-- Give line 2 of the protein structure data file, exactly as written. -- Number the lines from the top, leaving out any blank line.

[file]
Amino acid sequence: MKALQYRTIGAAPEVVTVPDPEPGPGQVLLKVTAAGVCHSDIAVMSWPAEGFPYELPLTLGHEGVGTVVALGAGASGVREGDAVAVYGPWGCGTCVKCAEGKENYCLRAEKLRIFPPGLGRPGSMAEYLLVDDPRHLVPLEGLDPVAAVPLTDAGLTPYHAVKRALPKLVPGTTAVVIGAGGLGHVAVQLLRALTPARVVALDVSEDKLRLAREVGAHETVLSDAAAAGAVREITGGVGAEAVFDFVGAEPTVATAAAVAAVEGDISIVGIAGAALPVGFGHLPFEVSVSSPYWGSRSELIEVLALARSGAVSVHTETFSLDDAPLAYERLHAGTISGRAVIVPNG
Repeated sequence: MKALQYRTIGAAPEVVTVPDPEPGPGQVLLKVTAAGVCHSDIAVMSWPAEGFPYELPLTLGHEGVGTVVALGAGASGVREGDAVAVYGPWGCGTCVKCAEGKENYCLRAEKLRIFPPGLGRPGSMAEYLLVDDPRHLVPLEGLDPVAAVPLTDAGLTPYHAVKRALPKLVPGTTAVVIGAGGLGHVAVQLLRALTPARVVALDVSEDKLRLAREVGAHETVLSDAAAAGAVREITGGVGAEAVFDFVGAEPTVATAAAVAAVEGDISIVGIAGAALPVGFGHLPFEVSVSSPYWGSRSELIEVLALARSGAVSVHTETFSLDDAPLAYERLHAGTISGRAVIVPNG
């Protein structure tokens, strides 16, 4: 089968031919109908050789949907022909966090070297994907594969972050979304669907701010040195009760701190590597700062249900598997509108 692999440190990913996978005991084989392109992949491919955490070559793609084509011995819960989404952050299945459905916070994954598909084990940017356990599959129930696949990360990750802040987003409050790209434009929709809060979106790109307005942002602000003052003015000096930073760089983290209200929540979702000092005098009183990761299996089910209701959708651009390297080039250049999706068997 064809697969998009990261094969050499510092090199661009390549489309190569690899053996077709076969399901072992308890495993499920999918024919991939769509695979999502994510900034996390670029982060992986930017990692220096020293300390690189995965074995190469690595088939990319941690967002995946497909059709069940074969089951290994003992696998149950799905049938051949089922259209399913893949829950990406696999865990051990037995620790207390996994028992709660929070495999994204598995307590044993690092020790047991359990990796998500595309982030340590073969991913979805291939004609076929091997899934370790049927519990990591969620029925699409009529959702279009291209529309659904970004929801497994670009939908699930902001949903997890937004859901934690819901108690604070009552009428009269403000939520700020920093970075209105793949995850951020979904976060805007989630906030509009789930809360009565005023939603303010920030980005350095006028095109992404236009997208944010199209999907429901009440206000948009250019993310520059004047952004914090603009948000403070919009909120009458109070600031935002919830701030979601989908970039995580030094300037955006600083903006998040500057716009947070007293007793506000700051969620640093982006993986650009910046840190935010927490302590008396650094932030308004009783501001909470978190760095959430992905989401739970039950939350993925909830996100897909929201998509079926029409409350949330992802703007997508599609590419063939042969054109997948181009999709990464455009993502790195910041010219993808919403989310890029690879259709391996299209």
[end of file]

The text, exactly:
Repeated sequence: MKALQYRTIGAAPEVVTVPDPEPGPGQVLLKVTAAGVCHSDIAVMSWPAEGFPYELPLTLGHEGVGTVVALGAGASGVREGDAVAVYGPWGCGTCVKCAEGKENYCLRAEKLRIFPPGLGRPGSMAEYLLVDDPRHLVPLEGLDPVAAVPLTDAGLTPYHAVKRALPKLVPGTTAVVIGAGGLGHVAVQLLRALTPARVVALDVSEDKLRLAREVGAHETVLSDAAAAGAVREITGGVGAEAVFDFVGAEPTVATAAAVAAVEGDISIVGIAGAALPVGFGHLPFEVSVSSPYWGSRSELIEVLALARSGAVSVHTETFSLDDAPLAYERLHAGTISGRAVIVPNG